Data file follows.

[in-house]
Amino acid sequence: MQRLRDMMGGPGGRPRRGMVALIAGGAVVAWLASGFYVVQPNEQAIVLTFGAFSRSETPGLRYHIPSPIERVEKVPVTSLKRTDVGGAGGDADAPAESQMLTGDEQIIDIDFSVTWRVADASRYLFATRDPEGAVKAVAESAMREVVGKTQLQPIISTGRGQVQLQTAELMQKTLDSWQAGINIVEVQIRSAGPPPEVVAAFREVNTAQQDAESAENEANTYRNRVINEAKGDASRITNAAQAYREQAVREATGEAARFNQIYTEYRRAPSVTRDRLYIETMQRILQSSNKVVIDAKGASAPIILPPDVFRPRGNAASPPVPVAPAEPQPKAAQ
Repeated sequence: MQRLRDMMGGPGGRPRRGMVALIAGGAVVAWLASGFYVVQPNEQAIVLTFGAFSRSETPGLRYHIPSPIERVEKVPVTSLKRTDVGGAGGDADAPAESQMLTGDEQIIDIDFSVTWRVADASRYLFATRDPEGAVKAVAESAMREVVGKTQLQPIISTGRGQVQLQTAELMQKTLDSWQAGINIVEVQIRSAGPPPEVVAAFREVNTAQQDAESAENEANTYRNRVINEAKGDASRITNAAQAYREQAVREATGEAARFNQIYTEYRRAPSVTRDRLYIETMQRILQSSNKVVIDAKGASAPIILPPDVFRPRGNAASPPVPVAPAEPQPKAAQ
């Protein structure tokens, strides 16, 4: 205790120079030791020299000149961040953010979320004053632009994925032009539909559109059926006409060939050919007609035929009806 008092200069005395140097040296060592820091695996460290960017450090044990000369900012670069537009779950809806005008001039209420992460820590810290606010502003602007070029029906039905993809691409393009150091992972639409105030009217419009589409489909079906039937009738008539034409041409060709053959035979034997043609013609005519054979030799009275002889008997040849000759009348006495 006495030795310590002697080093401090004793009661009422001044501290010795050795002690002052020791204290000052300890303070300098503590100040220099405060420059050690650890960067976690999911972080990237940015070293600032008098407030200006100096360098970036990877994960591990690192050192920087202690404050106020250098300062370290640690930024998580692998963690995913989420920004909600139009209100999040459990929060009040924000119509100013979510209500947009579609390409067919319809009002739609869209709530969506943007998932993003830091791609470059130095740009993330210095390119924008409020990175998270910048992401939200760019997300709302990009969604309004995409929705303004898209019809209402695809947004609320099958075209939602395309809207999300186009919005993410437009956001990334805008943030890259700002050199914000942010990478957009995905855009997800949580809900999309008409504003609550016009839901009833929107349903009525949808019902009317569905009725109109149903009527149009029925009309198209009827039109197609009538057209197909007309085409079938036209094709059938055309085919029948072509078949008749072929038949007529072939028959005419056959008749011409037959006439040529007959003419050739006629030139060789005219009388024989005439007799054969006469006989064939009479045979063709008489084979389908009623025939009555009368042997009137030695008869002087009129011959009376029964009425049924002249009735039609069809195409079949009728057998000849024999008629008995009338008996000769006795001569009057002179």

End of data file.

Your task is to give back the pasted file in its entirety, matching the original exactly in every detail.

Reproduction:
[in-house]
Amino acid sequence: MQRLRDMMGGPGGRPRRGMVALIAGGAVVAWLASGFYVVQPNEQAIVLTFGAFSRSETPGLRYHIPSPIERVEKVPVTSLKRTDVGGAGGDADAPAESQMLTGDEQIIDIDFSVTWRVADASRYLFATRDPEGAVKAVAESAMREVVGKTQLQPIISTGRGQVQLQTAELMQKTLDSWQAGINIVEVQIRSAGPPPEVVAAFREVNTAQQDAESAENEANTYRNRVINEAKGDASRITNAAQAYREQAVREATGEAARFNQIYTEYRRAPSVTRDRLYIETMQRILQSSNKVVIDAKGASAPIILPPDVFRPRGNAASPPVPVAPAEPQPKAAQ
Repeated sequence: MQRLRDMMGGPGGRPRRGMVALIAGGAVVAWLASGFYVVQPNEQAIVLTFGAFSRSETPGLRYHIPSPIERVEKVPVTSLKRTDVGGAGGDADAPAESQMLTGDEQIIDIDFSVTWRVADASRYLFATRDPEGAVKAVAESAMREVVGKTQLQPIISTGRGQVQLQTAELMQKTLDSWQAGINIVEVQIRSAGPPPEVVAAFREVNTAQQDAESAENEANTYRNRVINEAKGDASRITNAAQAYREQAVREATGEAARFNQIYTEYRRAPSVTRDRLYIETMQRILQSSNKVVIDAKGASAPIILPPDVFRPRGNAASPPVPVAPAEPQPKAAQ
């Protein structure tokens, strides 16, 4: 205790120079030791020299000149961040953010979320004053632009994925032009539909559109059926006409060939050919007609035929009806 008092200069005395140097040296060592820091695996460290960017450090044990000369900012670069537009779950809806005008001039209420992460820590810290606010502003602007070029029906039905993809691409393009150091992972639409105030009217419009589409489909079906039937009738008539034409041409060709053959035979034997043609013609005519054979030799009275002889008997040849000759009348006495 006495030795310590002697080093401090004793009661009422001044501290010795050795002690002052020791204290000052300890303070300098503590100040220099405060420059050690650890960067976690999911972080990237940015070293600032008098407030200006100096360098970036990877994960591990690192050192920087202690404050106020250098300062370290640690930024998580692998963690995913989420920004909600139009209100999040459990929060009040924000119509100013979510209500947009579609390409067919319809009002739609869209709530969506943007998932993003830091791609470059130095740009993330210095390119924008409020990175998270910048992401939200760019997300709302990009969604309004995409929705303004898209019809209402695809947004609320099958075209939602395309809207999300186009919005993410437009956001990334805008943030890259700002050199914000942010990478957009995905855009997800949580809900999309008409504003609550016009839901009833929107349903009525949808019902009317569905009725109109149903009527149009029925009309198209009827039109197609009538057209197909007309085409079938036209094709059938055309085919029948072509078949008749072929038949007529072939028959005419056959008749011409037959006439040529007959003419050739006629030139060789005219009388024989005439007799054969006469006989064939009479045979063709008489084979389908009623025939009555009368042997009137030695008869002087009129011959009376029964009425049924002249009735039609069809195409079949009728057998000849024999008629008995009338008996000769006795001569009057002179």